Welcome to the second annual ‘October Best of read’. In the past, I’ve read a horror story a day during the month of October. Last year, when I started this blog I decided it would be a great opportunity to work my way through The Year’s Best Horror Stories collections edited by Wagner. I previously covered Series VIII and this year I’ll be covering Series IX. I’ll have two to three posts a week each featuring a different story in the collection, I hope to talk about history, influences, Wagner, and I’ll also give my thoughts on the story. As an introduction to the series, I’d like to take a look at Wagner’s introduction.
“The year past, 1980, will go down in the annals of horror literature as the year of the blockbuster original anthology. One has to go back to those thousand-page super-dreadnought-class horror anthologies published in England during the 1930’s–particularly those edited by John Gawsworth–to find a comparison.”
And what a crop of anthologies it was. That year saw the publication of three series that are still talked about today; two edited by Ramsey Campbell, Pan books, New Terrors (containing Wagner’s ‘.220 Swift’), Arkham House’s New Tales of the Cthulhu Mythos, and the 500+ page Kirby McCauley edited anthology, Dark Forces (containing Wagner’s ‘Where the Summer Ends’). Thirty-eight years later, Dark Forces is a legendary anthology. Kirby McCauley using his artful eye was able to assemble a line up of established writers as well as the up and comers who would become giants in their own right in the following years. Will Errickson has a great post about this collection over on his blog Too Much Horror Fiction. Looking at the table of contents of Dark Forces you kind find many names that appeared in Wagner’s first Year’s Best Horror, as well as names that reoccur in his collections throughout the years.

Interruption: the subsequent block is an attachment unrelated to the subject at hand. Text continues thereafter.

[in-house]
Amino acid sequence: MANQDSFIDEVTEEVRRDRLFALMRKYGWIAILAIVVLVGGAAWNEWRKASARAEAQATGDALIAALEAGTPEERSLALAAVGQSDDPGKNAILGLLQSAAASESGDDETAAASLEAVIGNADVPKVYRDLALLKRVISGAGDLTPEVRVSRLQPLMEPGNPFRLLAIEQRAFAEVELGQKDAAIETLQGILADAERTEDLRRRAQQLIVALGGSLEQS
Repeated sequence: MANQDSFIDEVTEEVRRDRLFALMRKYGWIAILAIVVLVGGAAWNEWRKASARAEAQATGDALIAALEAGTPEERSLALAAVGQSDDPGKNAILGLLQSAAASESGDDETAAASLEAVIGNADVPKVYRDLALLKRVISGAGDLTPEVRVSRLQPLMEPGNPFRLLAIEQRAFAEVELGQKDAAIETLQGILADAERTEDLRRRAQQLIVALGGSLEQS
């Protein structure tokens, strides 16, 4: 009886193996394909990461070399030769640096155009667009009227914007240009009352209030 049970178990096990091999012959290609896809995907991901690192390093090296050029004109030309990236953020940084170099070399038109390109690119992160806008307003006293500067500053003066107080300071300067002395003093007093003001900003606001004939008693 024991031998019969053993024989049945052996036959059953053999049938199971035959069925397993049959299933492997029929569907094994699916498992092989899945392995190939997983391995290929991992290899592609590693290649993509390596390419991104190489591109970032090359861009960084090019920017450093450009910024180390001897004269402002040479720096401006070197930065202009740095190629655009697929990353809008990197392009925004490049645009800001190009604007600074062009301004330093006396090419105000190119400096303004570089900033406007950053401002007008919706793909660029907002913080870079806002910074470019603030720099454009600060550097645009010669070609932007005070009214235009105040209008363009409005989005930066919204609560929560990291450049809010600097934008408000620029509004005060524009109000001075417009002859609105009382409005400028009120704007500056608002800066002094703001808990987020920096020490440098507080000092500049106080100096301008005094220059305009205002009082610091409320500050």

I can’t help but compare Wagner’s time and our own. When he started this series he was chin deep in the horror boom. Right now we are experiencing a horror boom of our own. We have our own collections coming out; Nightscript, Shadows and Tall Trees, Looming Low, the various themed collections of Word Horde and Ellen Datlow. We also have several pro and non-pro digital magazines; The Dark, Nightmare, Black Static, Apex, Strange Aeons, and the new Vastarien. New companies are being formed as we speak, as older companies like Fangoria are relaunching! It is truly a time of abundance, and with abundance comes the difficulty of sifting through the multitudes. Thank goodness we have St. Datlow in our modern age.
I’d like to close this post with some words of wisdom from Mr. Wagner about what makes a successful horror story:
“Because a horror story asks its readers to accept as truth certain facts which the reader knows are contrary to the ordered universe (as he has been led to believe it exists), it is absolutely imperative that the author convince the reader of the reality within his story. Catsup isn’t blood no matter how liberally it’s splattered. Rubber monsters aren’t frightening no matter how many fangs and tentacles. Cardboard sets and wooden characters don’t scare us for all the cobwebs and screams. If you don’t believe it, you aren’t frightened.”
Next up: ‘The Monkey’ by Stephen King